Category Archives: Offshore Wind/Industrialization

An example of activism, and how to get your point across

A freelance writer Frederick Hewett, from Cambridge Ma wrote a piece about the wonderful wind advantage the Bay State has, Massachusetts Could Win Big In Offshore Wind Energy. The article was posted on the WBUR website, licensed by the Trustees of Boston University. The piece describes what the wind industry repeats continuously, that its just Utopia! Barbara Durkin, a citizen that is opposed to wind energy for all the right reasons commented on the article, and with every comment included information to back up her claims. As fishermen are opposed to offshore wind, offshore drilling, and the emotional issue of the right whale, it is a lesson on how to get your point across with dignity, and knowledge. >click to read< Her tag line on twitter is, “Show me the evidence that wind energy works….still waiting” Follow her on twitter>click here<14:35

Offshore Wind Fiasco: Renewables Industry Faces $Billions In Compensation For Early Repairs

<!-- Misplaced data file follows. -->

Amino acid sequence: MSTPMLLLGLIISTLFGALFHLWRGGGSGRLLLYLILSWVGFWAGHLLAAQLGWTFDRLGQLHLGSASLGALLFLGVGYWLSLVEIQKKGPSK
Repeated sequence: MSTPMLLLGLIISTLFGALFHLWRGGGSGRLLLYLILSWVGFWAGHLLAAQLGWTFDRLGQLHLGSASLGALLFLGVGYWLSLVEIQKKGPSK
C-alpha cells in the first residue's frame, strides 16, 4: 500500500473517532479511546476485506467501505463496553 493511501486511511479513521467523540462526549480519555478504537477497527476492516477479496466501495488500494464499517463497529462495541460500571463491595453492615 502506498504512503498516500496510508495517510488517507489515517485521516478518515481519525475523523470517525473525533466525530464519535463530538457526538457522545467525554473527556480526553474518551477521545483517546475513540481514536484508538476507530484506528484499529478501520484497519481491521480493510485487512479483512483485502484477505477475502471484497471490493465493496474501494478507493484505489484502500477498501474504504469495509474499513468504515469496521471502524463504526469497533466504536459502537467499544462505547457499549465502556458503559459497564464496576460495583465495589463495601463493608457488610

Ørsted must repair up to 2,000 wind turbine blades because the leading edge of the blades have become worn down after just a few years at sea. The company has a total of 646 wind turbines from Siemens Gamesa, which may potentially be affected to some extent, Ørsted confirmed. The wind turbine owner will not disclose the bill, but says that the financial significance is “small”. However, it is far from just the Anholt Park that is affected. The blades at several British Ørsted offshore wind farms must also be repaired after just a few years on the water. >click to read<12:12

Offshore Wind Technology Failure – Offshore wind is not all its cracked up to be!

Massachusetts’ ambitious goal to deploy offshore wind is supported by a 2016 Massachusetts state law that requires state utilities to purchase this power. This developer-friendly law exposes tax and ratepayers to triple current energy cost after public subsidies equal to 65 percent of project cost. The public now assumes the lion’s share of economic risks, while wind developers’ “skin in the game,” is as little as 10 percent. The United States has adopted the United Kindom’s offshore wind turbine design code. Massachusetts lawmakers wrongly assume that offshore wind is a reliable energy source. Per a landmark judgment issued by the U.K. Supreme Court in July 2017, there is fundamental failure in the offshore wind industry standard design code (J101). Barbara Durkin